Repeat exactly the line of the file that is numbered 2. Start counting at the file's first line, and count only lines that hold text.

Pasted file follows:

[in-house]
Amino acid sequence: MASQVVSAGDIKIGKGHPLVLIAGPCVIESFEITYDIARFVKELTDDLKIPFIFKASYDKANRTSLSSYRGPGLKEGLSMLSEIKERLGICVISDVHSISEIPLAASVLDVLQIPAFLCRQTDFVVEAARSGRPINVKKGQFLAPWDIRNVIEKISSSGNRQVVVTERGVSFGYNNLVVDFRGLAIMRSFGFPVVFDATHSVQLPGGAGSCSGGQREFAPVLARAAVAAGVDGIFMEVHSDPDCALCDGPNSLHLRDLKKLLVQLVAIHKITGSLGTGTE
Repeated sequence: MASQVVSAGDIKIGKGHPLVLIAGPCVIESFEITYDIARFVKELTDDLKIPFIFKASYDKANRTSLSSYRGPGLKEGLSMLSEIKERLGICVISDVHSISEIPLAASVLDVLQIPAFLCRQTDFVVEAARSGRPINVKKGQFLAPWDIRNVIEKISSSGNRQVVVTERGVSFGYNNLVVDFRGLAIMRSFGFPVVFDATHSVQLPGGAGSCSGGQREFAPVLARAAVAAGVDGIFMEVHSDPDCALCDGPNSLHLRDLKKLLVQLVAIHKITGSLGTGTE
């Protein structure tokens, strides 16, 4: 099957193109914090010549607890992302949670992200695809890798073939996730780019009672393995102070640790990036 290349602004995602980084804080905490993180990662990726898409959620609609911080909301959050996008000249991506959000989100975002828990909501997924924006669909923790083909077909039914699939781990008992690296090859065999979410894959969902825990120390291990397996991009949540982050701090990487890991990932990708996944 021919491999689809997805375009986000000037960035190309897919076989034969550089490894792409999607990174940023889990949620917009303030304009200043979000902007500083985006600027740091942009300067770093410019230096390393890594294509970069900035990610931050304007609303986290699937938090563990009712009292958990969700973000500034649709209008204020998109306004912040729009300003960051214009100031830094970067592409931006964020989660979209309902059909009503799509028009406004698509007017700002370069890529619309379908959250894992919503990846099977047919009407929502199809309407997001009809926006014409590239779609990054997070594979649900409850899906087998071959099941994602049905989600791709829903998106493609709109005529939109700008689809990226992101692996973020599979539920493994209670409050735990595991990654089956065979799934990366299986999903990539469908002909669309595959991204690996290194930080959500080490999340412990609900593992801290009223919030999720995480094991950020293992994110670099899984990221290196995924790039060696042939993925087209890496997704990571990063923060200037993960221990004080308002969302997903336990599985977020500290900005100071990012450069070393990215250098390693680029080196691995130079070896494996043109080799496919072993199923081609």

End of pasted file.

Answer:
Amino acid sequence: MASQVVSAGDIKIGKGHPLVLIAGPCVIESFEITYDIARFVKELTDDLKIPFIFKASYDKANRTSLSSYRGPGLKEGLSMLSEIKERLGICVISDVHSISEIPLAASVLDVLQIPAFLCRQTDFVVEAARSGRPINVKKGQFLAPWDIRNVIEKISSSGNRQVVVTERGVSFGYNNLVVDFRGLAIMRSFGFPVVFDATHSVQLPGGAGSCSGGQREFAPVLARAAVAAGVDGIFMEVHSDPDCALCDGPNSLHLRDLKKLLVQLVAIHKITGSLGTGTE